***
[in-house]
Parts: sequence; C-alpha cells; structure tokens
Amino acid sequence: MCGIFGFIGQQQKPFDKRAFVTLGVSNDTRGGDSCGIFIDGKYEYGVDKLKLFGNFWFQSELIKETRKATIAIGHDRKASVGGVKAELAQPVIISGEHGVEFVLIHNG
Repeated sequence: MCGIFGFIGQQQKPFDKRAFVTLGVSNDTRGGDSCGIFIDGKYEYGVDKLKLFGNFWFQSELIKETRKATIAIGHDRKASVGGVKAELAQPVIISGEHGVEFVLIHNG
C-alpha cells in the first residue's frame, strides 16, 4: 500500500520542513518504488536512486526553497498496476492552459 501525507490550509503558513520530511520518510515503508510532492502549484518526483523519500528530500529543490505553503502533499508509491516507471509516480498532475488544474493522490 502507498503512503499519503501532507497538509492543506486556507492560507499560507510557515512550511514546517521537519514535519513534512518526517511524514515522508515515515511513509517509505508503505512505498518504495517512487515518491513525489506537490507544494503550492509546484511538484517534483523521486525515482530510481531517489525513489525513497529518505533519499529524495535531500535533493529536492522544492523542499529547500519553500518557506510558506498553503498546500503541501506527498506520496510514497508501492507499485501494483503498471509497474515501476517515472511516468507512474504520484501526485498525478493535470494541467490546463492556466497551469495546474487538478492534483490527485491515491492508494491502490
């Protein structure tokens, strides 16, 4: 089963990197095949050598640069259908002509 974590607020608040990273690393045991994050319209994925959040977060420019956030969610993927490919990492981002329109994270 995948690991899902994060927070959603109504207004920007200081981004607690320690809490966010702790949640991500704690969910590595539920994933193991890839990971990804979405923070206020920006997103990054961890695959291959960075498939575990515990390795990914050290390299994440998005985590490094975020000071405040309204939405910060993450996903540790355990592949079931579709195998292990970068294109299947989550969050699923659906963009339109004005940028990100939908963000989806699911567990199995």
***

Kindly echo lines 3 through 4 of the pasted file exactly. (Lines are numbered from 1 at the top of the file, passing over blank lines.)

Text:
Amino acid sequence: MCGIFGFIGQQQKPFDKRAFVTLGVSNDTRGGDSCGIFIDGKYEYGVDKLKLFGNFWFQSELIKETRKATIAIGHDRKASVGGVKAELAQPVIISGEHGVEFVLIHNG
Repeated sequence: MCGIFGFIGQQQKPFDKRAFVTLGVSNDTRGGDSCGIFIDGKYEYGVDKLKLFGNFWFQSELIKETRKATIAIGHDRKASVGGVKAELAQPVIISGEHGVEFVLIHNG